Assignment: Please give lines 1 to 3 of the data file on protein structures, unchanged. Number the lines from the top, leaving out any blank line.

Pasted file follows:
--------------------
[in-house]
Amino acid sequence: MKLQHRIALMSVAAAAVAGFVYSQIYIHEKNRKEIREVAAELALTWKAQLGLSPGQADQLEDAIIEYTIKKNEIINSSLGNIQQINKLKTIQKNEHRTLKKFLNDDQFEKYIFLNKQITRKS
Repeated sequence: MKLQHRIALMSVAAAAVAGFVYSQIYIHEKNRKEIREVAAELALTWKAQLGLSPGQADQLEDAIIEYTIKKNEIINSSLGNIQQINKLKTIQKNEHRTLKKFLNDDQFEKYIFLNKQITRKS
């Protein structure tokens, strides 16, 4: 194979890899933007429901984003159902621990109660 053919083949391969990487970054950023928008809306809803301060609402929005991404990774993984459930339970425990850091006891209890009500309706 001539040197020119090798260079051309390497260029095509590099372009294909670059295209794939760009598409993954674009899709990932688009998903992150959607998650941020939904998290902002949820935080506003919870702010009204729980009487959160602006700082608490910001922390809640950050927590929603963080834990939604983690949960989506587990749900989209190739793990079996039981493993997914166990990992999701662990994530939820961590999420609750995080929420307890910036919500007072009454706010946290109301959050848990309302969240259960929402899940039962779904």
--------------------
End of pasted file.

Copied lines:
[in-house]
Amino acid sequence: MKLQHRIALMSVAAAAVAGFVYSQIYIHEKNRKEIREVAAELALTWKAQLGLSPGQADQLEDAIIEYTIKKNEIINSSLGNIQQINKLKTIQKNEHRTLKKFLNDDQFEKYIFLNKQITRKS
Repeated sequence: MKLQHRIALMSVAAAAVAGFVYSQIYIHEKNRKEIREVAAELALTWKAQLGLSPGQADQLEDAIIEYTIKKNEIINSSLGNIQQINKLKTIQKNEHRTLKKFLNDDQFEKYIFLNKQITRKS